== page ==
We’ve just about exhausted the school year.  If your home is like our school, the school year is not the only thing that is approaching exhaustion. It’s that time of year and things are quite busy as is ypical of the closing of the year both at home and at school. Now is the time to grow in virtue.  It is when we are spent and think we have little left to give yet keep on giving, that virtue is borne anew and grows.

exhaustionexhaused child

Speaking of growing in virtue, last week I was blessed to interview a large number of eighth graders who were applying for scholarships. The children were delightful and it was obvious they have grown into young men and women, in many instances their virtue was evident. One of the counselors from Pius was part of the interview team.  He repeated over and over, “I can’t believe the communication skills of these children.  Their eye contact and confidence is truly beyond their years.” I just smiled and nodded as I felt an ownership of my children, as a good principal ought.

I’d like to share a few of the comments from our eighth graders. One of the questions we asked was, “What are your goals in life, both short-term and longer-term?”  My favorite answer was from one of the girls who was very articulate in saying something like, “I hope to live a simple life, in a good family.”  My jaw dropped for the first time of the day.

One of the young men said, “I hope to raise my children well.”

Another said, “Well, of course I hope to get to heaven,” and then went on with some other shorter term goals.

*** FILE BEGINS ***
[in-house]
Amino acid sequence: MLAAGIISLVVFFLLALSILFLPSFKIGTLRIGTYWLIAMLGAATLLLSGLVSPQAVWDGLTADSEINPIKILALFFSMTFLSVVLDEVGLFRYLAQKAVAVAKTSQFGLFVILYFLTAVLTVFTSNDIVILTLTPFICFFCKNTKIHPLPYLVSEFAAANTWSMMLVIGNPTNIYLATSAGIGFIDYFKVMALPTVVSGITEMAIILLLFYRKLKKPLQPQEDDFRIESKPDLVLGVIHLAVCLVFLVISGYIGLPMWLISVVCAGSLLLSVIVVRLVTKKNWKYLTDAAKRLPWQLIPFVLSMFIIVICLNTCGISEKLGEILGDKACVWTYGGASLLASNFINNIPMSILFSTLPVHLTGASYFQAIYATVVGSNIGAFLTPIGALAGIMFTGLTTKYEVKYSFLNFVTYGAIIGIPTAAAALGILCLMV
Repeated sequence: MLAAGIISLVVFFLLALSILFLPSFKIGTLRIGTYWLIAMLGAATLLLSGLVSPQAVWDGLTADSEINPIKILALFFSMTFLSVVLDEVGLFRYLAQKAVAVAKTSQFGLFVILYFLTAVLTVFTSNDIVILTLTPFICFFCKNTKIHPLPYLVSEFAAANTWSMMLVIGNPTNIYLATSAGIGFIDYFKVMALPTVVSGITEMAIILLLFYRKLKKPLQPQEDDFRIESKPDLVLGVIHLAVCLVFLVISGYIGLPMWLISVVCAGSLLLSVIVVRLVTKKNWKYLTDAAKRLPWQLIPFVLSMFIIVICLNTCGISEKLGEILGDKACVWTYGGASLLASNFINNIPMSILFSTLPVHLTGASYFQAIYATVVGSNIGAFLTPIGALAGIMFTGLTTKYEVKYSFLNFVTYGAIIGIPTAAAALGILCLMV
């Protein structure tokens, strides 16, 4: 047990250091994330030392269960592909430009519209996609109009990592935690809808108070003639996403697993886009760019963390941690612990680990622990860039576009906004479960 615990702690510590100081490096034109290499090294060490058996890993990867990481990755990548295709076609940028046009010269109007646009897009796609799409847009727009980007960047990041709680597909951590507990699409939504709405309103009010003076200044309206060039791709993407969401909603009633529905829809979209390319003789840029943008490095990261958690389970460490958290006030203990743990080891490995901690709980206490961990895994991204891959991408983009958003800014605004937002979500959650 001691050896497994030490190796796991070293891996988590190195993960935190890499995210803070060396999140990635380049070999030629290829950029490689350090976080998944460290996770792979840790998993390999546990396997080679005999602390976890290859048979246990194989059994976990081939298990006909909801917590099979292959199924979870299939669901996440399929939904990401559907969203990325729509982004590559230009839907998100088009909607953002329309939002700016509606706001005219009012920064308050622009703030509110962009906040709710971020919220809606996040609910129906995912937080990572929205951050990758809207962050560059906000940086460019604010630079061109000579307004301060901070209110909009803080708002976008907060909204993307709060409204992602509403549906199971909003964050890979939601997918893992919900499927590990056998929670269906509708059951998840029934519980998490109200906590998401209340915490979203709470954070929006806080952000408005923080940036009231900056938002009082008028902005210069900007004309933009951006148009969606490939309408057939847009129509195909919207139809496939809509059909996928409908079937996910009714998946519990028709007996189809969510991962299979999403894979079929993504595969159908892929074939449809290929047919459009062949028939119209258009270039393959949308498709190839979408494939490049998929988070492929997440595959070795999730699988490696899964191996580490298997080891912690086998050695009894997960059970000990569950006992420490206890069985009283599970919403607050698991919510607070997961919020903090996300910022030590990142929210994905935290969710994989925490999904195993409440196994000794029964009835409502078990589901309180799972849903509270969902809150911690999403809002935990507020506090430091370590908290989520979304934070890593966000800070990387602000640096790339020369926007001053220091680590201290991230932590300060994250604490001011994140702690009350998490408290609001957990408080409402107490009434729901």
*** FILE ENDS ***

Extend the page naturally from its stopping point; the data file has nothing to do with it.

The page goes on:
One young man said, “I haven’t thoroughly discerned that with God, yet.”  Yet another young fellow wants to be an astrophysicist. It was surprising the thought and self-knowledge that was reflected by these young people.  At the end we asked if they want to add anything to the interview before we close.  One young woman spoke of the blessing of the interview process.  She said as she and her dad spoke about what it might look like, they really had a good conversation.  She said he had some really good constructive criticism, and that she could really count on him for good advice.  Did you hear that?  She had a very pleasant smile on her face when she said, “He had really good constructive criticism.”  Here we have a daughter talking to her dad, that’s one good thing happening here, then she listens to him…..rounding second…….and listening regarding “constructive criticism”, stated with a smile…….home run.  God be praised.

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